Bridger Wilson is ALA 'Emerging Leader'

Bridger Wilson in NMU's Olson Library

A Northern Michigan University librarian was accepted into the highly competitive American Library Association's (ALA) Emerging Leaders Program. The program accepts no more than 50 participants each year, and Emera Bridger Wilson is one of them for 2024.

The Emerging Leaders Program is a leadership development program that enables early career librarians from across the country to participate in problem-solving work groups, network with peers, gain an inside look into the ALA structure, and serve the profession in a leadership capacity. It puts participants on the fast track to ALA committee volunteerism and other professional library-related organizations.

“I was really excited,” said Bridger Wilson. “I was in another meeting, and I kind of let out a squeal because we had applied in September, and I hadn't heard anything. It was great to see the notification come through my email, get the ball rolling and submit my acceptance. I'm honored. I was surprised that I was chosen, but I'm looking forward to it.”

Bridger Wilson applied to the leadership program because she wanted to learn how to best serve the campus community and thought the program would be an excellent opportunity to meet other librarians and think about the library differently.

During the application process, Wilson had to answer prompts about why she wanted to be part of the program. Some of the questions addressed why she felt diversity was important for the library profession and how she would bring the value of diversity and inclusion into her work. She also needed to submit a letter from the Dean of Libraries and Instructional Support, Leslie Warren, and two colleagues' letters of support.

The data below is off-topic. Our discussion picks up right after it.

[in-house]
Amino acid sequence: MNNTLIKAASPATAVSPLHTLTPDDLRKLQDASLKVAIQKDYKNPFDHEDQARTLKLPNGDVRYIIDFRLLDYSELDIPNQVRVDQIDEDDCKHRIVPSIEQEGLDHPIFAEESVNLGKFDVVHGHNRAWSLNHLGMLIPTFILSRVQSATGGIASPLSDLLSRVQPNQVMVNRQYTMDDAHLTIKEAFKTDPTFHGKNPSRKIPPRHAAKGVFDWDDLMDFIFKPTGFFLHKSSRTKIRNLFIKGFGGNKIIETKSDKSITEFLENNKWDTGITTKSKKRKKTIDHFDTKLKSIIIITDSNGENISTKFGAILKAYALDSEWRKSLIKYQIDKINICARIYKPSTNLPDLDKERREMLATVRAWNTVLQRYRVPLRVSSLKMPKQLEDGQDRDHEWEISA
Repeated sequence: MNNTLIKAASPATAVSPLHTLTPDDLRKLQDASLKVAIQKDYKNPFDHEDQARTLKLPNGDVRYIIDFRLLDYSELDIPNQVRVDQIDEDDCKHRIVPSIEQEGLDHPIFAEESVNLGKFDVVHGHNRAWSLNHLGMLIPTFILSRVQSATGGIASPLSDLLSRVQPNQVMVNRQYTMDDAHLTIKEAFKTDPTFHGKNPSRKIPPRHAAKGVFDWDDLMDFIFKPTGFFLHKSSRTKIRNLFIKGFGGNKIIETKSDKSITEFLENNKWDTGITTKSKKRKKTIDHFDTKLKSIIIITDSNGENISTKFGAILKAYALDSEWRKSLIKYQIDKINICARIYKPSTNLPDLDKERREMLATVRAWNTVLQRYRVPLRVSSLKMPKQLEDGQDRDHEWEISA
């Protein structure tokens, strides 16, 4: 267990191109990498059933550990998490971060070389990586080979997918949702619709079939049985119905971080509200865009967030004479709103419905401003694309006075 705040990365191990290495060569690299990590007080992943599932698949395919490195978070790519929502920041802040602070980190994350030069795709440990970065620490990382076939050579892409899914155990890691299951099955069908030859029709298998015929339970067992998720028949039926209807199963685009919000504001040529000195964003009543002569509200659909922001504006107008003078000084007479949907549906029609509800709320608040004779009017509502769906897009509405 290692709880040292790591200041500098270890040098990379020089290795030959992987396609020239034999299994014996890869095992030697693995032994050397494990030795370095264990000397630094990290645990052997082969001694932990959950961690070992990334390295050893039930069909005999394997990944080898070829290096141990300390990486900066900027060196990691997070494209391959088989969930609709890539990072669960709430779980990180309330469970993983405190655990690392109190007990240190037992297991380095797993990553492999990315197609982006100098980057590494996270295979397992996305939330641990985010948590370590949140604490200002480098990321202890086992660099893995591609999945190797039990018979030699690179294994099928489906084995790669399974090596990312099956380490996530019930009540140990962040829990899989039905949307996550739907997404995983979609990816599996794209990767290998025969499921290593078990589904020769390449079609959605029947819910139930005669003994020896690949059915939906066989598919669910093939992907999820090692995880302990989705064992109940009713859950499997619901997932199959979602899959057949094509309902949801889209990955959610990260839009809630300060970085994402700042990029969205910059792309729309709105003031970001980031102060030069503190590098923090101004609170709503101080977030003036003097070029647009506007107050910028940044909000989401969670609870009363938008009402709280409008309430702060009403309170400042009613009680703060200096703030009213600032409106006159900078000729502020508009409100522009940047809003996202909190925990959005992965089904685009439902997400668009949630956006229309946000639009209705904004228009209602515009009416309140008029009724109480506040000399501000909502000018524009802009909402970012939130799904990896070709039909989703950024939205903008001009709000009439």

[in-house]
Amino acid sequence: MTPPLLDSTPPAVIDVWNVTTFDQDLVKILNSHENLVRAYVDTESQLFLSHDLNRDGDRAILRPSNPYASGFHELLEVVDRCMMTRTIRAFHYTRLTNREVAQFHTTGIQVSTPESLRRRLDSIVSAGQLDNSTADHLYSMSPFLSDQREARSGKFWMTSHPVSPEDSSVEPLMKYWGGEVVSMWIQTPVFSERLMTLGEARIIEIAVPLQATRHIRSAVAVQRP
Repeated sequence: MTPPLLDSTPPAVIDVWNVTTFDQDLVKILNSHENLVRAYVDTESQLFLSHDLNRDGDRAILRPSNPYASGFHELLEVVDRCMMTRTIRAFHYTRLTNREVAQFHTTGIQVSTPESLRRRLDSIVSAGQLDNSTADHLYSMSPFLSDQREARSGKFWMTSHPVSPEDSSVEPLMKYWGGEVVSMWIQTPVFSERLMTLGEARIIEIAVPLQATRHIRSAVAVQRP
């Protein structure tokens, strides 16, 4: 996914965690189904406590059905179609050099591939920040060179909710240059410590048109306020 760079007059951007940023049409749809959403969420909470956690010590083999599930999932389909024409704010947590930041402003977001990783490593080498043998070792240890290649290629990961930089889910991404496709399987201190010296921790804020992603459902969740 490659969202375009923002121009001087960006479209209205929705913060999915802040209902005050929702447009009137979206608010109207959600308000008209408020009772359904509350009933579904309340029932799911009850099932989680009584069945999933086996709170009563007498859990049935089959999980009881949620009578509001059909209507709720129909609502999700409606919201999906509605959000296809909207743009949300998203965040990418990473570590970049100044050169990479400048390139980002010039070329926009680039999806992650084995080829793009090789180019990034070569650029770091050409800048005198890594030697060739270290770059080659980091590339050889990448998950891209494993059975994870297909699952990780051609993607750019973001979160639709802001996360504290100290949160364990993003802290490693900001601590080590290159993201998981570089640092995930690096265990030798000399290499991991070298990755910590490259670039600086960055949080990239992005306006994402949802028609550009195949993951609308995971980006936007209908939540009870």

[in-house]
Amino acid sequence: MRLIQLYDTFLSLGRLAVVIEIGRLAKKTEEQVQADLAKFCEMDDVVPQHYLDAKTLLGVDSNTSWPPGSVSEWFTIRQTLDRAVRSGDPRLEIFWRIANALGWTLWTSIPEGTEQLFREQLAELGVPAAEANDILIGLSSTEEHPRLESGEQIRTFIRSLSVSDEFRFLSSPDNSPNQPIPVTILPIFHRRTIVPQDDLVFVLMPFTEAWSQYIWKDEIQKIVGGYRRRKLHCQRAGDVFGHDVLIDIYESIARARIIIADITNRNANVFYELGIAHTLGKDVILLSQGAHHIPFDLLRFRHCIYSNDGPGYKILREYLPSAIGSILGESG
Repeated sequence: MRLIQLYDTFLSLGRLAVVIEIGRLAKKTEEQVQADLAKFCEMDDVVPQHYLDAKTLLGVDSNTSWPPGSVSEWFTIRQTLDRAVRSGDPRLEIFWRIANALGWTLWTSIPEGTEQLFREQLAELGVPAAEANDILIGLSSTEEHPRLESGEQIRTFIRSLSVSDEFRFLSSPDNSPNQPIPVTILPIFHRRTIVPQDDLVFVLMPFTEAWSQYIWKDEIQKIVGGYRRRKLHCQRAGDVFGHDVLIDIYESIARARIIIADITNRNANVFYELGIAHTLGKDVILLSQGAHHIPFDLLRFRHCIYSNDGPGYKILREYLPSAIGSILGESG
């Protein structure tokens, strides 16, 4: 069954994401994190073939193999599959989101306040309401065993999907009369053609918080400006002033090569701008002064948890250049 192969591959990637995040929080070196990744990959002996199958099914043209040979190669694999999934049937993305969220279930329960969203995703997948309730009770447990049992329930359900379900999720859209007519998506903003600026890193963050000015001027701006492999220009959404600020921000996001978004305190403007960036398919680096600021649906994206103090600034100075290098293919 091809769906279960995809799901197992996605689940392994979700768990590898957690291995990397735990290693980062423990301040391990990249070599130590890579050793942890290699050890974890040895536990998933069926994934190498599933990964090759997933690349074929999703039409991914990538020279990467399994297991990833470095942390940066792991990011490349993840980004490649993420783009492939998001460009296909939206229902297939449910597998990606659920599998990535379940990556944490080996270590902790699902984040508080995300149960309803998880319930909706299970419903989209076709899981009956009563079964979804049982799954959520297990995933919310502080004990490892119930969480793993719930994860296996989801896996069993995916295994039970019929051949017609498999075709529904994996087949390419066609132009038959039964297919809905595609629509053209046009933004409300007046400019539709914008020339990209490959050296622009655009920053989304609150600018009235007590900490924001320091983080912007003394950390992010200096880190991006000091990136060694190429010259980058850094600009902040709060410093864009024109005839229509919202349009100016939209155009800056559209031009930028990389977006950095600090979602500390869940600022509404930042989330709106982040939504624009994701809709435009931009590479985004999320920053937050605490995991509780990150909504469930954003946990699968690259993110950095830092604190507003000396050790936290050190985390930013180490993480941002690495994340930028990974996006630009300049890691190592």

The program starts with a day-long session during the LibLearnX event. The ALA encourages Emerging Leaders participants to attend the entire event, where they can be part of workshops and speak with other librarians. After the full-day, face-to-face session, the program grows and develops in an online learning and networking environment for six months. The program culminates with a poster session presentation to display the results of each group's project planning work at the ALA Annual Conference.

“I hope to learn more best practices in terms of academic librarians and academic libraries. I want to get to know more librarians across the country and have a group of people that you I can brainstorm with and sort of the challenges that can come with the profession.”

Bridger Wilson said her goal is to return with new creative ideas for programming and activities for Olson Library once its renovation is completed. She began work as the collection management librarian at NMU in July 2022. Before becoming a librarian, Bridger Wilson pursued a career in anthropology. She has a doctorate in cultural anthropology from Syracuse University, where she was the associate director of the South Asia Center and an adjunct instructor at Syracuse and Le Moyne College.

“I decided that I wanted to stay in higher education and academia, but I wanted to do something different,” said Wilson. “So, I went back to school to become a librarian in 2019. This is kind of my second career. It's been a lot of fun to be at NMU. I like the small size. I've gotten to know a lot of people here, and I love Marquette. It's been a good fit. I've enjoyed the last 18 months.”

Bridger Wilson makes policies about NMU's collection, ensures it reflects what the curriculum teaches, is diverse and inclusive, and provides what professors and graduate students need for their research. She's also a liaison librarian for the departments of sociology and anthropology and English. Most recently, she took over the following: theater and dance; history; philosophy; languages, literatures and international studies; and communications and media studies.

“As a librarian liaison, part of it is figuring out what kinds of materials the professors and students in those departments need, providing library instructions and teaching students how to use the library and how to access materials. In addition to that, I also lead the Open Educational Resources initiative at the library. I work with my colleagues in the library, the Center for Teaching and Learning and various offices across campus to promote textbook affordability and open education resources.”

Learn more about the ALA's Emerging Leaders Program here.

Prepared By

Julia Seitz
Student Writer